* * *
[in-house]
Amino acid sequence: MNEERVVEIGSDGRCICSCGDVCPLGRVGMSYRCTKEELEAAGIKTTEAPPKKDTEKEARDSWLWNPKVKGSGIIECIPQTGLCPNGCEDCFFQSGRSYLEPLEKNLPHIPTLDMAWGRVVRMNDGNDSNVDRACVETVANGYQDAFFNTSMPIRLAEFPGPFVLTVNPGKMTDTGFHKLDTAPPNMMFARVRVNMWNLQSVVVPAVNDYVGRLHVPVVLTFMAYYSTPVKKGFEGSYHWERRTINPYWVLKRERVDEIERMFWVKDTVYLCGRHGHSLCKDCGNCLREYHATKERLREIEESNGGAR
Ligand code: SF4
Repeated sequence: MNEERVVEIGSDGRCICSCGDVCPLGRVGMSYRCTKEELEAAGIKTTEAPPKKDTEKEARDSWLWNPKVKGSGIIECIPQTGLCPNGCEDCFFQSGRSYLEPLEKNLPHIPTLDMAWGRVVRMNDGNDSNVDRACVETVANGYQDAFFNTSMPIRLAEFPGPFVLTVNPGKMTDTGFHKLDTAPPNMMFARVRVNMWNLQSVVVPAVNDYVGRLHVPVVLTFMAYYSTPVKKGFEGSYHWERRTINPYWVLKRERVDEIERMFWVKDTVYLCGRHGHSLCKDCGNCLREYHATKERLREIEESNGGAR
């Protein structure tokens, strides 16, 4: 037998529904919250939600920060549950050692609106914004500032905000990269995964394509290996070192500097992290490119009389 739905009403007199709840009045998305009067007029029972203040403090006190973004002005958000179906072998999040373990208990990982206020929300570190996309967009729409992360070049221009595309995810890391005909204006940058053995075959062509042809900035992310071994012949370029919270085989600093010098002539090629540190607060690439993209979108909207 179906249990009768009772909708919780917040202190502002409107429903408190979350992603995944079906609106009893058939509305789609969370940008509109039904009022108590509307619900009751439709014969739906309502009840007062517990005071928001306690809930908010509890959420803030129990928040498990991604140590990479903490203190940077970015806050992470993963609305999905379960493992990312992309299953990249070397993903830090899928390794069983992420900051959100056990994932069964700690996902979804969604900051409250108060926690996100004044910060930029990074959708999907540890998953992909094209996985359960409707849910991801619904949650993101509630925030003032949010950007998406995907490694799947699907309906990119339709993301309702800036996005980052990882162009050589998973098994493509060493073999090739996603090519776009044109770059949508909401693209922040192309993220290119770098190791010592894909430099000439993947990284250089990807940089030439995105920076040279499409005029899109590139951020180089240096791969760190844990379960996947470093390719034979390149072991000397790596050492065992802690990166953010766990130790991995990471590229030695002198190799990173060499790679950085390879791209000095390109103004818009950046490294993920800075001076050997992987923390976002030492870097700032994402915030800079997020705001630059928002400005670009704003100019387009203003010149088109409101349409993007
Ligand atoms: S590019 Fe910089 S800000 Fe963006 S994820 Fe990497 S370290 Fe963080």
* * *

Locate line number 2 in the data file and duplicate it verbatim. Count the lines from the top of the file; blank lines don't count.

Amino acid sequence: MNEERVVEIGSDGRCICSCGDVCPLGRVGMSYRCTKEELEAAGIKTTEAPPKKDTEKEARDSWLWNPKVKGSGIIECIPQTGLCPNGCEDCFFQSGRSYLEPLEKNLPHIPTLDMAWGRVVRMNDGNDSNVDRACVETVANGYQDAFFNTSMPIRLAEFPGPFVLTVNPGKMTDTGFHKLDTAPPNMMFARVRVNMWNLQSVVVPAVNDYVGRLHVPVVLTFMAYYSTPVKKGFEGSYHWERRTINPYWVLKRERVDEIERMFWVKDTVYLCGRHGHSLCKDCGNCLREYHATKERLREIEESNGGAR